Last year the world reeled at the news that Steve Jobs would step down from his position as CEO of Apple due to terminal illness. Known for his keen eye for innovation, strong leadership abilities and his hands-on approach, Jobs redefined how we live our lives with technology and made Apple a force to be reckoned with. Many wondered how Apple would survive in his absence. The idea that Jobs could ever be replaced as CEO was unimaginable.
Almost a year after his departure, Apple proved that it would continue to thrive without Jobs at the helm. While no one could ever replace Steve Jobs, his vision for Apple, and the culture that he cultivated, live on through his successor Tim Cook. While Apple is an example of a successful transfer of leadership, some companies don’t fare as well in these instances. It’s important to reduce the vulnerability brought on by a change in leadership through thorough succession planning.
Many CEOs are threatened by the idea of succession planning. They feel that no one else will be able to fill their shoes or they have no intention of stepping down anytime soon. There’s also the fear that a clear successor might mean a loss of job security. Despite these concerns it’s evident from the Apple example, as well as the case of McDonald’s who lost two CEOs within a year due to illness, that a valid succession plan must be in place to mitigate the risk of a catastrophe when there is a transition of power.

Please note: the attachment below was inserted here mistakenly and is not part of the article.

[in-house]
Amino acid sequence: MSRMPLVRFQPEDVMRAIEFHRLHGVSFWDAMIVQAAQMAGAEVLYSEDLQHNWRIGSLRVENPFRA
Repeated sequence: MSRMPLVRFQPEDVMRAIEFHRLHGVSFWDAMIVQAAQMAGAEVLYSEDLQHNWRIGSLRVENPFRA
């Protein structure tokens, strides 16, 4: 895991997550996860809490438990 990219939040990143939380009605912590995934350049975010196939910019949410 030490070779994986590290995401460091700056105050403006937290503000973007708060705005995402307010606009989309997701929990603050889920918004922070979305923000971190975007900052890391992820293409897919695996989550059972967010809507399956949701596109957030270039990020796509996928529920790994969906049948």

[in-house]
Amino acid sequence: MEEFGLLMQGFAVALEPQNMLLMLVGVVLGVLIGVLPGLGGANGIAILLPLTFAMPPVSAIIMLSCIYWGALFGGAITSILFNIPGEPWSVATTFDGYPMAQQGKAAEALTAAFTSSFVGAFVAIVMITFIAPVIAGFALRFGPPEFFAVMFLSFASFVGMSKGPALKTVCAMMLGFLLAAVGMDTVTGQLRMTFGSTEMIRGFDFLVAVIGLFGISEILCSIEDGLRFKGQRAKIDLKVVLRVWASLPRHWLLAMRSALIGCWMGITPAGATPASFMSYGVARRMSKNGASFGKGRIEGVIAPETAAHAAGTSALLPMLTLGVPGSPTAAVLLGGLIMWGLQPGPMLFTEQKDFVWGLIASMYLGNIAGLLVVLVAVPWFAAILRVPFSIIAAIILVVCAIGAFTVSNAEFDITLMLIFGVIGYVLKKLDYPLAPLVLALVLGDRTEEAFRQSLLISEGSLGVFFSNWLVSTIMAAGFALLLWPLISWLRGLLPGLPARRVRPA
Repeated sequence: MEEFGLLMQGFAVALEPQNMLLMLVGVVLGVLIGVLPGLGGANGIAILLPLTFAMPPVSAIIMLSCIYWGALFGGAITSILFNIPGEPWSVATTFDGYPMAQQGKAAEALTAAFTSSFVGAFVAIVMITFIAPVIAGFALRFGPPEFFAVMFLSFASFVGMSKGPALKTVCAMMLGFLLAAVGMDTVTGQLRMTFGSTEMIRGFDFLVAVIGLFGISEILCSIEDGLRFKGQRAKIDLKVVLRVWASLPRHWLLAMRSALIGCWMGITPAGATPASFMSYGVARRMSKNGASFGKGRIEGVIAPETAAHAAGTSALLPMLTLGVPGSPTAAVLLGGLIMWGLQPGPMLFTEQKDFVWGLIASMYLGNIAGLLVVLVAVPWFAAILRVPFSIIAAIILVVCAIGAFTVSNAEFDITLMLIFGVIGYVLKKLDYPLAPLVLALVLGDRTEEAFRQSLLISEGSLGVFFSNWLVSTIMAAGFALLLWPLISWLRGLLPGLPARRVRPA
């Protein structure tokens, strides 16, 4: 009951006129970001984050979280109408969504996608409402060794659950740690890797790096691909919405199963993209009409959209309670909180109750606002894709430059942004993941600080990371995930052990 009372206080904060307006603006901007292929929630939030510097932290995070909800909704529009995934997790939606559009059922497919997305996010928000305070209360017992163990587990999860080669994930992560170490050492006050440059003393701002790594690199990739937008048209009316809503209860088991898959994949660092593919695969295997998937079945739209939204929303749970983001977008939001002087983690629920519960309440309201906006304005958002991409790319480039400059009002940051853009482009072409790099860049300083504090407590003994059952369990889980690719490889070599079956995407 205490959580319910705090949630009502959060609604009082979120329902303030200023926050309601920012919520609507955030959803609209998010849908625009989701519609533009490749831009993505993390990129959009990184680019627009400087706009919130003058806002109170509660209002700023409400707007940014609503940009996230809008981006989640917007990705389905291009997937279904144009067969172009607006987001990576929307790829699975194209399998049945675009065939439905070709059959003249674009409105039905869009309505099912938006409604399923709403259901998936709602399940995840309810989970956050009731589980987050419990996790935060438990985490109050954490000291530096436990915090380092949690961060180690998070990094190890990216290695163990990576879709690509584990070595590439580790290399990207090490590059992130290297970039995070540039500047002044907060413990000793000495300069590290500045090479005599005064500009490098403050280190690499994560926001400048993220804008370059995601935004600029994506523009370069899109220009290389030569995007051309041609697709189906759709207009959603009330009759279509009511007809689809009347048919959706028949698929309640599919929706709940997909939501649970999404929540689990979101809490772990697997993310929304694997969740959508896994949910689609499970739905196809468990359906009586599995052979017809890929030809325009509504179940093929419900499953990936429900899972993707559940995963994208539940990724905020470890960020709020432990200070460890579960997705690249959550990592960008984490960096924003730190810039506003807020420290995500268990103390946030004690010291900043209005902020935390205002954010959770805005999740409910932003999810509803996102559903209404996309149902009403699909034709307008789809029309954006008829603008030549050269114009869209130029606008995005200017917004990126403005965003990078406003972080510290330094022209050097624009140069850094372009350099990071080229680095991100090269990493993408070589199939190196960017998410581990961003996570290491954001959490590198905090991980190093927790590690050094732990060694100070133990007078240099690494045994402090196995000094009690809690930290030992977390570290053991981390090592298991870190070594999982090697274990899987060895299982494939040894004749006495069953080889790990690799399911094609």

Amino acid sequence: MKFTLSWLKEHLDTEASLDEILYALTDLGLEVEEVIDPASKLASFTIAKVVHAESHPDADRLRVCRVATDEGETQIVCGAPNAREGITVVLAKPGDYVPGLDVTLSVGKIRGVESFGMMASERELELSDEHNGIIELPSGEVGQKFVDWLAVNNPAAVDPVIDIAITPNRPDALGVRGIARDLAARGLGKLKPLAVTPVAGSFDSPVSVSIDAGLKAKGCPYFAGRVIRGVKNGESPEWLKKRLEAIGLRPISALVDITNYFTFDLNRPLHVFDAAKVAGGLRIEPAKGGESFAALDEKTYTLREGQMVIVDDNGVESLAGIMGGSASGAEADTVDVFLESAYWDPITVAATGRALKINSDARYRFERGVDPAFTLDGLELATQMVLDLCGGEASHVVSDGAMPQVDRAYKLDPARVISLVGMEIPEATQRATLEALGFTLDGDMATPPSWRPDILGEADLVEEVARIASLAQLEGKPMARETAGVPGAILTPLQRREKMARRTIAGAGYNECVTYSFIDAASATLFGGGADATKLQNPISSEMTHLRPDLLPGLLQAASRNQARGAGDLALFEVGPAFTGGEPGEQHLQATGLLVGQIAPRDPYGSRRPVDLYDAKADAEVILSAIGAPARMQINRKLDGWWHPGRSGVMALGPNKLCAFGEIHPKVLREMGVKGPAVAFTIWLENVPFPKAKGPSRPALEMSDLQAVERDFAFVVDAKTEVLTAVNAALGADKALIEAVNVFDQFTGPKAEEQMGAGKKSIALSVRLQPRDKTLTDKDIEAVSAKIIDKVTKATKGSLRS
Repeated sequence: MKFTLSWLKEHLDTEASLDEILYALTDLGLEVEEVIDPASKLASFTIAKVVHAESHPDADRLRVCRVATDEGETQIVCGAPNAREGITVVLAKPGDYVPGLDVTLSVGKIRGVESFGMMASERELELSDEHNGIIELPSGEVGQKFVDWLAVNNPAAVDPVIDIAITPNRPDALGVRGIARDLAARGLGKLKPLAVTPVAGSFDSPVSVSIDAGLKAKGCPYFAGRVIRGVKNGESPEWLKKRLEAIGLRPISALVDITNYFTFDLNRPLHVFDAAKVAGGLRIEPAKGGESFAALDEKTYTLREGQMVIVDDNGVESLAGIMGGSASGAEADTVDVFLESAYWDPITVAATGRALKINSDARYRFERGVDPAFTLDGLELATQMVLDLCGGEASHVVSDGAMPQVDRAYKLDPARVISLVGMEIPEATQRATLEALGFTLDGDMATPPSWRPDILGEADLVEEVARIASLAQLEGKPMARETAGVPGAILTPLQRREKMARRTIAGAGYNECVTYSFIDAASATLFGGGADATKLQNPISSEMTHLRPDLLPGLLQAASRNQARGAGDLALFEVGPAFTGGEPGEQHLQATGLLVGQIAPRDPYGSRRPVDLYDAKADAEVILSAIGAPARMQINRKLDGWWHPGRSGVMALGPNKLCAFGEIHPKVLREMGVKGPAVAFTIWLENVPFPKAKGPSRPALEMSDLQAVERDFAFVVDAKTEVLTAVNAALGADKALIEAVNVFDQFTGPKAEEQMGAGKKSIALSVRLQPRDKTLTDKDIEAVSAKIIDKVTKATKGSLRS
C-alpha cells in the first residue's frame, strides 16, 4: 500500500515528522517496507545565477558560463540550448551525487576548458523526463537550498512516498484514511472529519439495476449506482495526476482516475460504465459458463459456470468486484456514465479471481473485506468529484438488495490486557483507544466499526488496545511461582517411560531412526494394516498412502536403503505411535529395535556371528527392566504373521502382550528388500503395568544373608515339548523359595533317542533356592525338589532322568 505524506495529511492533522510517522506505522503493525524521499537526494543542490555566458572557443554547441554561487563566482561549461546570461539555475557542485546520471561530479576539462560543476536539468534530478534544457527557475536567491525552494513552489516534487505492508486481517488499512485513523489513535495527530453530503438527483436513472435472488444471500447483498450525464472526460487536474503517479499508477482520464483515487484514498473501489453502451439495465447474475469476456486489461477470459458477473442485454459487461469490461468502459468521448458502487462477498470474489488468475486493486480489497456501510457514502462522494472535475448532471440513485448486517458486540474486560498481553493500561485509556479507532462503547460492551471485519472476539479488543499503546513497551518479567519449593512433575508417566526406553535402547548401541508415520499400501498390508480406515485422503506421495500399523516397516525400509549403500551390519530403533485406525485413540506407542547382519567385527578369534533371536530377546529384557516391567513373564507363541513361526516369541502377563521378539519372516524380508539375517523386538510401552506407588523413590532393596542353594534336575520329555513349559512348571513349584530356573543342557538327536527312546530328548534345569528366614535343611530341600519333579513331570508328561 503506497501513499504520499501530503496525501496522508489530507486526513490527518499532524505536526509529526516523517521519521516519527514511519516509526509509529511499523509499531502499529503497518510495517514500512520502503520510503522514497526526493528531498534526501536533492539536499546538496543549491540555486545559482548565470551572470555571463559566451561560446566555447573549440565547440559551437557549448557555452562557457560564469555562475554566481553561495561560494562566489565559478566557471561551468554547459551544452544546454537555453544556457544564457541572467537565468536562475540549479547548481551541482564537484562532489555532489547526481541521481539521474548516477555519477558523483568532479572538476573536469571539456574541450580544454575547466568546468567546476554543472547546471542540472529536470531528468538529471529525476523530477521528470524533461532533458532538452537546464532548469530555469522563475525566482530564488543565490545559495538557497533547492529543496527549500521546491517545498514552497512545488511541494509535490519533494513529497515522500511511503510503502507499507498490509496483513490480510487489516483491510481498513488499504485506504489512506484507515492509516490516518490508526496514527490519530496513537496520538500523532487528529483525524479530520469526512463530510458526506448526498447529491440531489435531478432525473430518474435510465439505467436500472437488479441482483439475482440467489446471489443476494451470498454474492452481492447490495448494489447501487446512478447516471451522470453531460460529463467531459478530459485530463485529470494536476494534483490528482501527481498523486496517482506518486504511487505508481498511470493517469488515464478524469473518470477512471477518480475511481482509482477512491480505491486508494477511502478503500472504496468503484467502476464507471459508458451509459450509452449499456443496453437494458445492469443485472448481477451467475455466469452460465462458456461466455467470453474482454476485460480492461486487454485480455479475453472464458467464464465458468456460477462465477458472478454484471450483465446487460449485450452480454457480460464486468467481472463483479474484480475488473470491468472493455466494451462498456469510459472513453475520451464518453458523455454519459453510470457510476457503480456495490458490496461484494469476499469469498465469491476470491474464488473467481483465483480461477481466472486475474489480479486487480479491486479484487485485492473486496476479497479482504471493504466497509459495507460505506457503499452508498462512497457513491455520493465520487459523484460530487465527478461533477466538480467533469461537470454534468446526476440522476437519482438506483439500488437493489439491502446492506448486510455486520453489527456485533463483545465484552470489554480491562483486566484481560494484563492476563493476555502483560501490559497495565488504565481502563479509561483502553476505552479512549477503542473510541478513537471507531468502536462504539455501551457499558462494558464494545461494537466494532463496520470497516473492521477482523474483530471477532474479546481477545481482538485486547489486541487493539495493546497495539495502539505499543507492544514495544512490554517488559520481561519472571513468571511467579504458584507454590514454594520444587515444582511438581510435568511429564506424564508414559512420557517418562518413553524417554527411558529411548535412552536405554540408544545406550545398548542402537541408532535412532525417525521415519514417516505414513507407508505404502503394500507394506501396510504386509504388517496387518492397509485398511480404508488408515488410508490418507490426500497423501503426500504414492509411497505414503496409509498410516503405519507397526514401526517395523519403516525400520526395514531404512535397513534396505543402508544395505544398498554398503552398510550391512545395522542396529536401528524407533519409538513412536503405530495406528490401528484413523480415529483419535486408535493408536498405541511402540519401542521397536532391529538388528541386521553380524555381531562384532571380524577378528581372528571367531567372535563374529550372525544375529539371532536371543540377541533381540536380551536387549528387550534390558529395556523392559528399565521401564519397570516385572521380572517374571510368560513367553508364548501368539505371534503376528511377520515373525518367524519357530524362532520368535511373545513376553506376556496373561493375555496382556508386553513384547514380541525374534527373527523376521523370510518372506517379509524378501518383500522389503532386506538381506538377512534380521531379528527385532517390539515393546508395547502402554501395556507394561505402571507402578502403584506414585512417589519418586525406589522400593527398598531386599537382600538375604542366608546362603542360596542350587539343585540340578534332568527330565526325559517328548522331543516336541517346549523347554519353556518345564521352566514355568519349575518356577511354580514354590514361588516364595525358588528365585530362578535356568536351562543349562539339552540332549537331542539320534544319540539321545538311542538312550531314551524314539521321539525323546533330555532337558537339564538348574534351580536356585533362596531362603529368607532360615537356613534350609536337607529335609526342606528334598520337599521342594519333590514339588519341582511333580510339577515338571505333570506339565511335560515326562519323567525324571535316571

Charles “Chuck” Prince became CEO of Citigroup in 2003, succeeding then CEO Sandy Weill. In 2009 as a result of $11 billion losses from the failing mortgage market, Citigroup’s board of directors prompted Prince to resign. Former CEO Sandy Weill admitted that the succession planning that resulted in Prince’s taking over as CEO was “’flawed’ and turned out ‘not to be the right thing’”. Weill felt that he and the board of directors should have vetted more candidates for the position instead of “handing the job to Mr. Prince”.
An important step in succession planning is having an actionable plan. Many companies claim to have a succession plan, but the plan usually amounts to nothing more than names on paper. It’s important that the CEO as well as the Board of Directors is involved in the creation of a succession plan that works to identify individuals within the company who align with the culture of the organization and have the potential to fill the role. As a part of the succession plan, the Board of Directors must create a set of skills criteria for the CEO position and continually assess each candidate on their readiness. The criteria for the position should not be static and should be influenced by the future plans of the company. It is necessary to continually revisit and possibly adjust the required skills for the role, especially in regulated industries. If the direction of a company changes or there are significant regulatory changes, it’s likely that the skills required for the CEO position will change as well.